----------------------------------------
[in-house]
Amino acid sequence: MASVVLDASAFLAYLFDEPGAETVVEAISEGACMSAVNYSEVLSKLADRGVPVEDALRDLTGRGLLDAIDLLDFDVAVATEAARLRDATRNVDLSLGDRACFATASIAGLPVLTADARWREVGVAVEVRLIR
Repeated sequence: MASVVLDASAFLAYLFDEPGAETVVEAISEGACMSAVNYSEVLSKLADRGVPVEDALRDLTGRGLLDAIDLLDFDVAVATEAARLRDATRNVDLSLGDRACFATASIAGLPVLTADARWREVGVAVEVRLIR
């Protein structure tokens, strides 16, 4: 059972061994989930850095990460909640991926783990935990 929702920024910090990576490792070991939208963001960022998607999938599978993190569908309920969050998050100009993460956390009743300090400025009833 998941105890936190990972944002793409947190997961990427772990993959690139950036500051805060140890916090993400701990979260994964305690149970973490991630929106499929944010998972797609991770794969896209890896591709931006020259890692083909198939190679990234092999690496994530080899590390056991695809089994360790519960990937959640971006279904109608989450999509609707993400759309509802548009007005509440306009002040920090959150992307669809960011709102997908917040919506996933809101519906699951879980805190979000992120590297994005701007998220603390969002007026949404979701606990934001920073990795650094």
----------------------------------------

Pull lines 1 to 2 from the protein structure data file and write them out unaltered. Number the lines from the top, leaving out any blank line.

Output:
[in-house]
Amino acid sequence: MASVVLDASAFLAYLFDEPGAETVVEAISEGACMSAVNYSEVLSKLADRGVPVEDALRDLTGRGLLDAIDLLDFDVAVATEAARLRDATRNVDLSLGDRACFATASIAGLPVLTADARWREVGVAVEVRLIR